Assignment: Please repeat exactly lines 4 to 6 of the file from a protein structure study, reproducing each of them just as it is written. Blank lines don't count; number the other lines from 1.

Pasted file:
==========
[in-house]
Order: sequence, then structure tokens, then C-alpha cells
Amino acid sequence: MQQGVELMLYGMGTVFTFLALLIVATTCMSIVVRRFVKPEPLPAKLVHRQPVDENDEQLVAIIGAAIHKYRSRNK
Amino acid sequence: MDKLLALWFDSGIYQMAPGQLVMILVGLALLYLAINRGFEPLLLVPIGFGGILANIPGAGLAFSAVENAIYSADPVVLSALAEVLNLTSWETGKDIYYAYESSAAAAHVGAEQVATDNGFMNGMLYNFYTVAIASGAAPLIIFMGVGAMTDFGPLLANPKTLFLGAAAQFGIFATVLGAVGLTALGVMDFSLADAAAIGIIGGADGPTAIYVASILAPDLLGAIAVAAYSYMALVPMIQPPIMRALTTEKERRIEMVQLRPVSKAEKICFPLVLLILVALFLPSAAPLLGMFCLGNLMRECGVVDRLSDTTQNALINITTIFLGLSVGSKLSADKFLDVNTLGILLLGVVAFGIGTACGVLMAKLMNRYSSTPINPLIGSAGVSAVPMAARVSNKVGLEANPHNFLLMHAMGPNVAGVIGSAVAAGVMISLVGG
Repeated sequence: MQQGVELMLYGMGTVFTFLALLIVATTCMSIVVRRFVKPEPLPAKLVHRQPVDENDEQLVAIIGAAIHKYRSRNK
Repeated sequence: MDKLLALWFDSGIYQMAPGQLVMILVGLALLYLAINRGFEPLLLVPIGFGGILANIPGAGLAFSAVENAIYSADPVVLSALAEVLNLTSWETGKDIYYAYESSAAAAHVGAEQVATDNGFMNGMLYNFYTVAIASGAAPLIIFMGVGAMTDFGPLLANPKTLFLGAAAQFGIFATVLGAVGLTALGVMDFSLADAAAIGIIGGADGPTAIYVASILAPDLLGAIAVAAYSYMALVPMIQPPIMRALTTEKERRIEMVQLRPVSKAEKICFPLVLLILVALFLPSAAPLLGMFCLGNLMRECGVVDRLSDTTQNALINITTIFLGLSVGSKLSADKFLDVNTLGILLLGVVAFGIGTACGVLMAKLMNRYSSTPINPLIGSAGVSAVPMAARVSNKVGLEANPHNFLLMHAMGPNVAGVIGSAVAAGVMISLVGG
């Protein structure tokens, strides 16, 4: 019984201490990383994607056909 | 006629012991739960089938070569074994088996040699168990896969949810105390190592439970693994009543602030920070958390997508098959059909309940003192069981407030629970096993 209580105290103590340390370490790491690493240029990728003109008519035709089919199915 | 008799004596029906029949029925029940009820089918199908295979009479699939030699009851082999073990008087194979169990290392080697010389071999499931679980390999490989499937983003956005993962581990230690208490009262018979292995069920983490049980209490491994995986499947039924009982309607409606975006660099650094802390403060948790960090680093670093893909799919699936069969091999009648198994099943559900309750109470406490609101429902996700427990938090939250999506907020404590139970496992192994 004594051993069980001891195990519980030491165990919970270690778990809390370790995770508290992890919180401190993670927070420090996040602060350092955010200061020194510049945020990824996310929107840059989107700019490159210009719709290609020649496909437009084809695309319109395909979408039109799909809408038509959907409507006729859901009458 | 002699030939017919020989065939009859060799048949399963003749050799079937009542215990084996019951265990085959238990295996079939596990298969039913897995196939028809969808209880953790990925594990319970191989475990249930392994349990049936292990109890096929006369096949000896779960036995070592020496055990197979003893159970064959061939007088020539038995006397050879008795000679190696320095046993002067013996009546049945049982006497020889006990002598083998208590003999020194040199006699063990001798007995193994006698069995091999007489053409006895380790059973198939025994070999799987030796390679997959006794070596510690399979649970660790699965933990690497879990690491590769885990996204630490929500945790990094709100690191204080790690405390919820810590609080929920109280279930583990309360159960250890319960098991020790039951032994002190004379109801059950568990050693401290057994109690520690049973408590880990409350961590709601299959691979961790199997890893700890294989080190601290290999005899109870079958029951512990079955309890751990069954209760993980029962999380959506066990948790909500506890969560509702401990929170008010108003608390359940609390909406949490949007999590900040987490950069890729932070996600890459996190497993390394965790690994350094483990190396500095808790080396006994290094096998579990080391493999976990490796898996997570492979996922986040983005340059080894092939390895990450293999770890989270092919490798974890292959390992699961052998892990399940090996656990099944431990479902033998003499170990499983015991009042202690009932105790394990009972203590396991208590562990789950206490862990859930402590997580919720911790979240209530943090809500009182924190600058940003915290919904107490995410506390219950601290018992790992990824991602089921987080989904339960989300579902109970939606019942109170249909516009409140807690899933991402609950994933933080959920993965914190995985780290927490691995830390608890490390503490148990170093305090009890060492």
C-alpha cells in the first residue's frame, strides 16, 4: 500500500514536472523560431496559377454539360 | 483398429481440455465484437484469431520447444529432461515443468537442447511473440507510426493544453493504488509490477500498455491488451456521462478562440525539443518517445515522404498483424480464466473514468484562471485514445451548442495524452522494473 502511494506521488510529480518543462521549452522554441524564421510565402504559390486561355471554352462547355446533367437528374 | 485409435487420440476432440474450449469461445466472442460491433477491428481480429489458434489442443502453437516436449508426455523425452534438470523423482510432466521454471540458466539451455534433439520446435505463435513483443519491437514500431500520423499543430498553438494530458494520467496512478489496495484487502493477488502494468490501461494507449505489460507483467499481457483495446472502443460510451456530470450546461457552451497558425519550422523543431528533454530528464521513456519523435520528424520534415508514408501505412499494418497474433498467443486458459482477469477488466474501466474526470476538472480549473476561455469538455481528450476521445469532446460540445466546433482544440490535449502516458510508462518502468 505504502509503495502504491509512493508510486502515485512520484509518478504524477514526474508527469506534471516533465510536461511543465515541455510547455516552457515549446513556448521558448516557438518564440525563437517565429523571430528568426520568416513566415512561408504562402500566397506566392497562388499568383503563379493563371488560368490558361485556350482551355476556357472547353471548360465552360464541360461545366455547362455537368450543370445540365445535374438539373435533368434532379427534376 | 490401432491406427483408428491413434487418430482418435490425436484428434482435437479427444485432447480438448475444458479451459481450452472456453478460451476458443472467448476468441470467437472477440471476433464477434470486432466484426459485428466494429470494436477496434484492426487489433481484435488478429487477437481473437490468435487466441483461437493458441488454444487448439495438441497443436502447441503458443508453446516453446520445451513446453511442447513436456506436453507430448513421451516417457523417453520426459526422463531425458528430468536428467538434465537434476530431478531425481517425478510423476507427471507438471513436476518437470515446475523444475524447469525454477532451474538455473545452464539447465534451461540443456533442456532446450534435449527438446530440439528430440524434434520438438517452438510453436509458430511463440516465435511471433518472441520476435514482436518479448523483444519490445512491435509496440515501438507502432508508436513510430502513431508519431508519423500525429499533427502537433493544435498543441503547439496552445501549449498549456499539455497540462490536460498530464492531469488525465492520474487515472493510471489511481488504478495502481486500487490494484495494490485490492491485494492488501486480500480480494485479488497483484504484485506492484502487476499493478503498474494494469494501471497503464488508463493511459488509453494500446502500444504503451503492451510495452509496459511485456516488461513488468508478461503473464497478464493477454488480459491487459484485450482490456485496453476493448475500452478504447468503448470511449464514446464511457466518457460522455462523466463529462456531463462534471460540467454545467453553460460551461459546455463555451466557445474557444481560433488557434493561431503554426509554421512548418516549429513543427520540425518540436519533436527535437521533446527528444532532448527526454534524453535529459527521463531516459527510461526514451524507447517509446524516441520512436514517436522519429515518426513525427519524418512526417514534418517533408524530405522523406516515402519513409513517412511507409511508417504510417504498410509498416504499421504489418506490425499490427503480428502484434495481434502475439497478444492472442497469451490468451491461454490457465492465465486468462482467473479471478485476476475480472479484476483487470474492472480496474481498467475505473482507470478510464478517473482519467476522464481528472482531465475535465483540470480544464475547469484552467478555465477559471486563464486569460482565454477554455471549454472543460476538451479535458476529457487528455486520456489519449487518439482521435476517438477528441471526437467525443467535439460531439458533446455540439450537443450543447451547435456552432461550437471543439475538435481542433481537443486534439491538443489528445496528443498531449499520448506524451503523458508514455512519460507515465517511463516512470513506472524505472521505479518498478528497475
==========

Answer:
Amino acid sequence: MDKLLALWFDSGIYQMAPGQLVMILVGLALLYLAINRGFEPLLLVPIGFGGILANIPGAGLAFSAVENAIYSADPVVLSALAEVLNLTSWETGKDIYYAYESSAAAAHVGAEQVATDNGFMNGMLYNFYTVAIASGAAPLIIFMGVGAMTDFGPLLANPKTLFLGAAAQFGIFATVLGAVGLTALGVMDFSLADAAAIGIIGGADGPTAIYVASILAPDLLGAIAVAAYSYMALVPMIQPPIMRALTTEKERRIEMVQLRPVSKAEKICFPLVLLILVALFLPSAAPLLGMFCLGNLMRECGVVDRLSDTTQNALINITTIFLGLSVGSKLSADKFLDVNTLGILLLGVVAFGIGTACGVLMAKLMNRYSSTPINPLIGSAGVSAVPMAARVSNKVGLEANPHNFLLMHAMGPNVAGVIGSAVAAGVMISLVGG
Repeated sequence: MQQGVELMLYGMGTVFTFLALLIVATTCMSIVVRRFVKPEPLPAKLVHRQPVDENDEQLVAIIGAAIHKYRSRNK
Repeated sequence: MDKLLALWFDSGIYQMAPGQLVMILVGLALLYLAINRGFEPLLLVPIGFGGILANIPGAGLAFSAVENAIYSADPVVLSALAEVLNLTSWETGKDIYYAYESSAAAAHVGAEQVATDNGFMNGMLYNFYTVAIASGAAPLIIFMGVGAMTDFGPLLANPKTLFLGAAAQFGIFATVLGAVGLTALGVMDFSLADAAAIGIIGGADGPTAIYVASILAPDLLGAIAVAAYSYMALVPMIQPPIMRALTTEKERRIEMVQLRPVSKAEKICFPLVLLILVALFLPSAAPLLGMFCLGNLMRECGVVDRLSDTTQNALINITTIFLGLSVGSKLSADKFLDVNTLGILLLGVVAFGIGTACGVLMAKLMNRYSSTPINPLIGSAGVSAVPMAARVSNKVGLEANPHNFLLMHAMGPNVAGVIGSAVAAGVMISLVGG